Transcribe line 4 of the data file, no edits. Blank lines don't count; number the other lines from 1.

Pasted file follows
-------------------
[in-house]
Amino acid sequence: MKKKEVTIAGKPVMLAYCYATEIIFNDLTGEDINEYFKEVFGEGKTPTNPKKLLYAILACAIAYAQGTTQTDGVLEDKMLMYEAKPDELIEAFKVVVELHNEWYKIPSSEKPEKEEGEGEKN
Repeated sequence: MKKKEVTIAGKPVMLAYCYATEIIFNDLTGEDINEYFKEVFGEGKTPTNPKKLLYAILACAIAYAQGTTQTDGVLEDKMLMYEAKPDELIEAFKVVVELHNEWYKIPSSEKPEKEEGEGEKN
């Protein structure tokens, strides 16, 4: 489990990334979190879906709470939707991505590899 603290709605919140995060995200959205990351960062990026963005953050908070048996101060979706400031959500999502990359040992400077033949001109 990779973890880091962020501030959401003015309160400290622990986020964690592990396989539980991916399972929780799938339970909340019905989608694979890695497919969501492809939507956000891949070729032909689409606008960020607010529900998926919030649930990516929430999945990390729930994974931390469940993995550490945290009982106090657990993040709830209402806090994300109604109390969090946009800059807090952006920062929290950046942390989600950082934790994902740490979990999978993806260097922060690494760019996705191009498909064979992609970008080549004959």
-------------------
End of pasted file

């Protein structure tokens, strides 16, 4: 489990990334979190879906709470939707991505590899 603290709605919140995060995200959205990351960062990026963005953050908070048996101060979706400031959500999502990359040992400077033949001109 990779973890880091962020501030959401003015309160400290622990986020964690592990396989539980991916399972929780799938339970909340019905989608694979890695497919969501492809939507956000891949070729032909689409606008960020607010529900998926919030649930990516929430999945990390729930994974931390469940993995550490945290009982106090657990993040709830209402806090994300109604109390969090946009800059807090952006920062929290950046942390989600950082934790994902740490979990999978993806260097922060690494760019996705191009498909064979992609970008080549004959």